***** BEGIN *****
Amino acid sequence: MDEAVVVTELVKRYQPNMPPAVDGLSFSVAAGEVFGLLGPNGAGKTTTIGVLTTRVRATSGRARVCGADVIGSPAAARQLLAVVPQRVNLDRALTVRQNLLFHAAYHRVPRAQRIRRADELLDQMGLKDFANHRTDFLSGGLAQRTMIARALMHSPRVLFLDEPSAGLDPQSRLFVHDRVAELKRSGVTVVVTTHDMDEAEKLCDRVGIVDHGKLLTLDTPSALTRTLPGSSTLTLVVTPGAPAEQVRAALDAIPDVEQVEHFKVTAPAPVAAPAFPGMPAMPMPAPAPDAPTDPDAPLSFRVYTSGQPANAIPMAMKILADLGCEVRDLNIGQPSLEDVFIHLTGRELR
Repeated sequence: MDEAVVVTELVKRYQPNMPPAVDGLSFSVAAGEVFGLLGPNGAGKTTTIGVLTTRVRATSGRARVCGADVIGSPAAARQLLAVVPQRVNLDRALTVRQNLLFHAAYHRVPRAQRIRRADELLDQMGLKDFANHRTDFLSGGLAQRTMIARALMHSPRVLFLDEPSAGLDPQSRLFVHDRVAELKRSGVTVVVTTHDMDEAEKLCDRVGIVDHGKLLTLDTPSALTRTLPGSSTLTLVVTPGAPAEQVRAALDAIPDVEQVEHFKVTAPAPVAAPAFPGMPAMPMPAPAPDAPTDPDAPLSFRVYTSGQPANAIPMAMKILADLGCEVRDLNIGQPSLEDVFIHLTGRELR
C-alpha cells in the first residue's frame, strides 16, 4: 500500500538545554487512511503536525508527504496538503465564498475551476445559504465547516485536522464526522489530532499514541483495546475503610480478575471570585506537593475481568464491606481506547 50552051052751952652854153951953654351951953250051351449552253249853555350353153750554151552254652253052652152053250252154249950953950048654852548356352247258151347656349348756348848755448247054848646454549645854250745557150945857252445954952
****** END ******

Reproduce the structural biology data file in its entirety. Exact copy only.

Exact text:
Amino acid sequence: MDEAVVVTELVKRYQPNMPPAVDGLSFSVAAGEVFGLLGPNGAGKTTTIGVLTTRVRATSGRARVCGADVIGSPAAARQLLAVVPQRVNLDRALTVRQNLLFHAAYHRVPRAQRIRRADELLDQMGLKDFANHRTDFLSGGLAQRTMIARALMHSPRVLFLDEPSAGLDPQSRLFVHDRVAELKRSGVTVVVTTHDMDEAEKLCDRVGIVDHGKLLTLDTPSALTRTLPGSSTLTLVVTPGAPAEQVRAALDAIPDVEQVEHFKVTAPAPVAAPAFPGMPAMPMPAPAPDAPTDPDAPLSFRVYTSGQPANAIPMAMKILADLGCEVRDLNIGQPSLEDVFIHLTGRELR
Repeated sequence: MDEAVVVTELVKRYQPNMPPAVDGLSFSVAAGEVFGLLGPNGAGKTTTIGVLTTRVRATSGRARVCGADVIGSPAAARQLLAVVPQRVNLDRALTVRQNLLFHAAYHRVPRAQRIRRADELLDQMGLKDFANHRTDFLSGGLAQRTMIARALMHSPRVLFLDEPSAGLDPQSRLFVHDRVAELKRSGVTVVVTTHDMDEAEKLCDRVGIVDHGKLLTLDTPSALTRTLPGSSTLTLVVTPGAPAEQVRAALDAIPDVEQVEHFKVTAPAPVAAPAFPGMPAMPMPAPAPDAPTDPDAPLSFRVYTSGQPANAIPMAMKILADLGCEVRDLNIGQPSLEDVFIHLTGRELR
C-alpha cells in the first residue's frame, strides 16, 4: 500500500538545554487512511503536525508527504496538503465564498475551476445559504465547516485536522464526522489530532499514541483495546475503610480478575471570585506537593475481568464491606481506547 50552051052751952652854153951953654351951953250051351449552253249853555350353153750554151552254652253052652152053250252154249950953950048654852548356352247258151347656349348756348848755448247054848646454549645854250745557150945857252445954952